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Semiconductors are the “brains” inside critically-important electronic systems, including healthcare and medical equipment, electric power grids, communications systems, automotive braking and airbag systems, and aviation systems. Because semiconductors control the performance of these and other vital electronics, counterfeit semiconductor components create significant implications for national critical infrastructure and the safety, security and health of communities and the end consumers. Beyond this, there is an obvious damage to semiconductor rights owners and distribution chains with effects on the wider economy.

ESIA’s Anti-Counterfeting Committee works to promote anti-counterfeiting activities that combat semiconductor counterfeits and the risks associated with their proliferation in the global market. It does this through cooperation with authorities, customs trainings, raising awareness of the counterfeit problem, sharing anti-counterfeit company practices and encouraging purchases from authorized sources.

The Anti-Counterfeiting Committee works closely with EU Commission partners and member state authorities on policies and enforcement activities. ESIA has partnerships within the EU with OLAF (EU’s Anti-Fraud Office), DG TAXUD and the European Observatory on Infringements of Intellectual Property Rights. The committee experts also coordinate trainings with member state customs authorities’ officials to assist them on the identification of potentially counterfeit semiconductors. Such enhanced anti-counterfeiting cooperation activities at the industry level alongside government agencies, customs and law enforcement agencies is instrumental to identify and stop parties involved in manufacturing and trafficking in counterfeit goods. ESIA also works within the context of the World Semiconductor Council and its Anti-counterfeiting Task Force to further cooperate globally on this issue. ESIA founded this Task Force and will again chair this task force in 2019.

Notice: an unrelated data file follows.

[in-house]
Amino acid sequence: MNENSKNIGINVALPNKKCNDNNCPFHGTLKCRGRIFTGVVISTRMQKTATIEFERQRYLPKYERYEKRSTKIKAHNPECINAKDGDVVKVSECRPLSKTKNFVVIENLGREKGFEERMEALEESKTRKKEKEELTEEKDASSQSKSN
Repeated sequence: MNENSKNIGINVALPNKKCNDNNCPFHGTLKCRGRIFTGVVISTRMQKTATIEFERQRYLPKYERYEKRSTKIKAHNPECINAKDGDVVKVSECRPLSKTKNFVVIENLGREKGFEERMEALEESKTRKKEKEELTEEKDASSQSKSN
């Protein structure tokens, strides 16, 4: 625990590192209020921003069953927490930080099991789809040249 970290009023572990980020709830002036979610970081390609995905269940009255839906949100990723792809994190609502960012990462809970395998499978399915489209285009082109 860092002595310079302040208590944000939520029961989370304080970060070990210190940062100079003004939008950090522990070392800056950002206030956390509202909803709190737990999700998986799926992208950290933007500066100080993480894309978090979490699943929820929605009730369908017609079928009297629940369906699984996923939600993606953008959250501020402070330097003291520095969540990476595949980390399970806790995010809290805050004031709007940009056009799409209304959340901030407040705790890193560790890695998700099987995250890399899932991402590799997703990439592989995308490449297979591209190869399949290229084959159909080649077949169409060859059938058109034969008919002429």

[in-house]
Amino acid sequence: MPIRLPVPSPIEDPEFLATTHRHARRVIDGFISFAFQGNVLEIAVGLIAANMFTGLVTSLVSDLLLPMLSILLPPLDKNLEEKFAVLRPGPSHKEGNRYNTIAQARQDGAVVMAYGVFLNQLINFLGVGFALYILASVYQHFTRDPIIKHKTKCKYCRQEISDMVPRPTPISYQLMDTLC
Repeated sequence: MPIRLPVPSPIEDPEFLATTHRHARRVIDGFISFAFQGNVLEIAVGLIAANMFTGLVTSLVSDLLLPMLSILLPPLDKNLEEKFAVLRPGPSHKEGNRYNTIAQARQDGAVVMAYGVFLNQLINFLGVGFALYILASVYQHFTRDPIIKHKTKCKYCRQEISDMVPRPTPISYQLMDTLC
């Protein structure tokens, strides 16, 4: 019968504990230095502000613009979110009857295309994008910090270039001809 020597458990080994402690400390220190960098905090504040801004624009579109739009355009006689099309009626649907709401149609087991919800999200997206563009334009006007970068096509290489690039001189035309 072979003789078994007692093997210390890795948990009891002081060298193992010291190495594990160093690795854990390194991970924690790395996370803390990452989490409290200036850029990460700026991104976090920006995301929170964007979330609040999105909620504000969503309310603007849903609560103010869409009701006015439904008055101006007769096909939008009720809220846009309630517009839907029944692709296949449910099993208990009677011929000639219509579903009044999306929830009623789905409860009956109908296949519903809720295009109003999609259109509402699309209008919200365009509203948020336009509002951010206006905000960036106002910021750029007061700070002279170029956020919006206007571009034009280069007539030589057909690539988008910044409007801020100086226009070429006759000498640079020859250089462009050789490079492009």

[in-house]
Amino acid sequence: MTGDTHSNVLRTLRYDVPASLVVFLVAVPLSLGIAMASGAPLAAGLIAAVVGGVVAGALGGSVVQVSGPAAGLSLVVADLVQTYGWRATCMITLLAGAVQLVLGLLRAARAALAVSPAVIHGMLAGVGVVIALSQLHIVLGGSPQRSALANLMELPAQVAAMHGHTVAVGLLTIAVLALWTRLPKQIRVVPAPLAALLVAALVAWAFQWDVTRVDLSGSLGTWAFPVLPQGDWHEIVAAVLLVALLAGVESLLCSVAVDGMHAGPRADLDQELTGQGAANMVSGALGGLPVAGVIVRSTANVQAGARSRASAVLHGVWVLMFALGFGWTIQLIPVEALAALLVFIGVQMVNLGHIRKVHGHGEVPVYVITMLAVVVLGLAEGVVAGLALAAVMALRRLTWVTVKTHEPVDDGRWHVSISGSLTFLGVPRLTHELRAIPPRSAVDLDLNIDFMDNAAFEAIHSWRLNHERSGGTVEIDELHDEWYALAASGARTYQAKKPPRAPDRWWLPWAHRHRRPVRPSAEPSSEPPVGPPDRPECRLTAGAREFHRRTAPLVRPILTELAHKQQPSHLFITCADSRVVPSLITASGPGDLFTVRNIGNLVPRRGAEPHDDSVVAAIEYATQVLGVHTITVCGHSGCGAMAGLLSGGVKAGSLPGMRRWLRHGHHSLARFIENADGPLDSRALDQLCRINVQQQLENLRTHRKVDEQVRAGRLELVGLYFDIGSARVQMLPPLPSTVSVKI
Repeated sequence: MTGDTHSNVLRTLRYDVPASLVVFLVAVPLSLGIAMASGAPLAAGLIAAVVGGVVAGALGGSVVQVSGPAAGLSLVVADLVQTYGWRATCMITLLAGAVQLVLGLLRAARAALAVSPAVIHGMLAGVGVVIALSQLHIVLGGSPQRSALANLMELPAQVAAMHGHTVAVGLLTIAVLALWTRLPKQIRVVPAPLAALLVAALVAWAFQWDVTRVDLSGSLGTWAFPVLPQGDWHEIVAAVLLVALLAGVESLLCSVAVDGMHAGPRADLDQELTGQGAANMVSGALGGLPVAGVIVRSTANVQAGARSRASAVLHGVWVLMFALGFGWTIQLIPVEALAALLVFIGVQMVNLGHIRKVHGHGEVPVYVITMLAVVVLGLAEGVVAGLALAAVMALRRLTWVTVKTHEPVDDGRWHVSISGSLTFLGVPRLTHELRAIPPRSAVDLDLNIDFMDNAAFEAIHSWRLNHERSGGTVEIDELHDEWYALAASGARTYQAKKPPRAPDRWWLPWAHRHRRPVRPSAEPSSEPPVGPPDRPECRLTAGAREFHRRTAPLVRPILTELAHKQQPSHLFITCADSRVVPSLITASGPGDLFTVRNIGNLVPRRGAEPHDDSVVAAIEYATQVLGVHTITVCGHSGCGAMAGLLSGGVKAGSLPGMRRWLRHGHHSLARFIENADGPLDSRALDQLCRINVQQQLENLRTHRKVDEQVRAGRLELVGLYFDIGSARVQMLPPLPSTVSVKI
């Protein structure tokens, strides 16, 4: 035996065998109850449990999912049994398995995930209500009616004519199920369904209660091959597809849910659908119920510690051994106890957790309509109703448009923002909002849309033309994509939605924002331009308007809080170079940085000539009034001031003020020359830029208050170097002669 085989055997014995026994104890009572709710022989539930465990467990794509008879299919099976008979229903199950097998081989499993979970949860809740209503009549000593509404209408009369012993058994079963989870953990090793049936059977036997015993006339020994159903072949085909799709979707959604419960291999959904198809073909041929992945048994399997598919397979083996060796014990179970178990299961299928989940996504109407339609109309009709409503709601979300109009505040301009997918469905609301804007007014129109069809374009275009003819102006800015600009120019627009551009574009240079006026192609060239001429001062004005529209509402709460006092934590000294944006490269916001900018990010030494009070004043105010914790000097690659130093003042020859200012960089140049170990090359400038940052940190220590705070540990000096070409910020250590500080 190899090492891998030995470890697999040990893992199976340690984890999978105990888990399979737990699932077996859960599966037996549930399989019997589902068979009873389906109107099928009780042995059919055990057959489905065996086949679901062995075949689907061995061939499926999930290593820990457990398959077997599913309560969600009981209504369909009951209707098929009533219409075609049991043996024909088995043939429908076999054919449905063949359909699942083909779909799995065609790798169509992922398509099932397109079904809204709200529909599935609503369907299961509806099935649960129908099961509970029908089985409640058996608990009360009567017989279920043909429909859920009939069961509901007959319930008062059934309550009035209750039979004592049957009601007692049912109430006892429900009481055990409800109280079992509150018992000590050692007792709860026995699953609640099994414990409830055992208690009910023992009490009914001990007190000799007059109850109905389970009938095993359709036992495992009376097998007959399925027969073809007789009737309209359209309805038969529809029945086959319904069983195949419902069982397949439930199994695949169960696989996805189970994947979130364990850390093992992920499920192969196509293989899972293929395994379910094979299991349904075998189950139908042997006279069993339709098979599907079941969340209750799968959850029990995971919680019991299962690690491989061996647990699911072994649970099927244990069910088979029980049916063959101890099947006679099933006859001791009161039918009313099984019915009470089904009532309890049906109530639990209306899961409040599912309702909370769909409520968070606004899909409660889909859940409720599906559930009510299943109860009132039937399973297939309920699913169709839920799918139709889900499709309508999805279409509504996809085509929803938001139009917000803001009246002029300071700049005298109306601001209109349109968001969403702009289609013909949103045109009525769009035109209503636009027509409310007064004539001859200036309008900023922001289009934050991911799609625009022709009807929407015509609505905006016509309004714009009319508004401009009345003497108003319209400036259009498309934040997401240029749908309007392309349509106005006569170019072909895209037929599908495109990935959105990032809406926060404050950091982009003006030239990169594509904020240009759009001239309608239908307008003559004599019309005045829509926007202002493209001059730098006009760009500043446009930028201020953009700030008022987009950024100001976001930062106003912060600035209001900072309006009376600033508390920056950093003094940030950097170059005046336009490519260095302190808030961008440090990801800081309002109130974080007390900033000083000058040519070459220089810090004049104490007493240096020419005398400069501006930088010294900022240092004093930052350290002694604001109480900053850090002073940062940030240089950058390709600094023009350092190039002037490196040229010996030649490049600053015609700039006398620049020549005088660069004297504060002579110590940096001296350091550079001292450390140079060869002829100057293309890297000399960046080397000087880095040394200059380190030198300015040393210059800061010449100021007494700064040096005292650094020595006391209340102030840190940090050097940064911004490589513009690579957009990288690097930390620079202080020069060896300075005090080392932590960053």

Conservative industry assessments estimate that the amount of counterfeit products being produced and sold into the semiconductor market is at least 1% of overall global market. As shown by the 2016 OECD-EUIPO report Trade in Counterfeit and Pirated Goods: Mapping the Economic Impact, total trade in counterfeit and pirated goods amounted to up to 5 % of imports within the EU.


Martin Robl - Infineon Technologies

June 2018: The WSC supports World Anti-counterfeiting Day 2018

May 2018: WSC Presentation: Addressing Counterfeit Semiconductor Products

May 2018: WSC White Paper: Winning the Battle Against Counterfeit Semiconductor Products

November 2017: European Commission Communication: A Balanced IP Enforcement System

July 2017: ESIA Press Release on Joint Customs Operation “WAFERS

July 2017: OLAF Press Release on Joint Customs Operation “WAFERS

June 2017: OECD & EU IPO Report: Mapping the Real Routes of Trade in Fake Goods

June 2017: The WSC supports World Anti-counterfeiting Day 2017

June 2016: The WSC supports World Anti-counterfeiting Day 2016

Presentation on the Enforcement Database Presentation (EDB) - European Union Intellectual Property Office (EU IPO)

June 2015: The WSC supports World Anti-counterfeiting Day 2015

February 2014: WSC Anti-Counterfeiting White Paper

February 2014: WSC Anti-Counterfeiting Presentation

ESIA steps to file for your application for action (AfA) in the EU

March 2011: Semiconductor counterfeit alert

May 2008: Anti-Counterfeiting Statement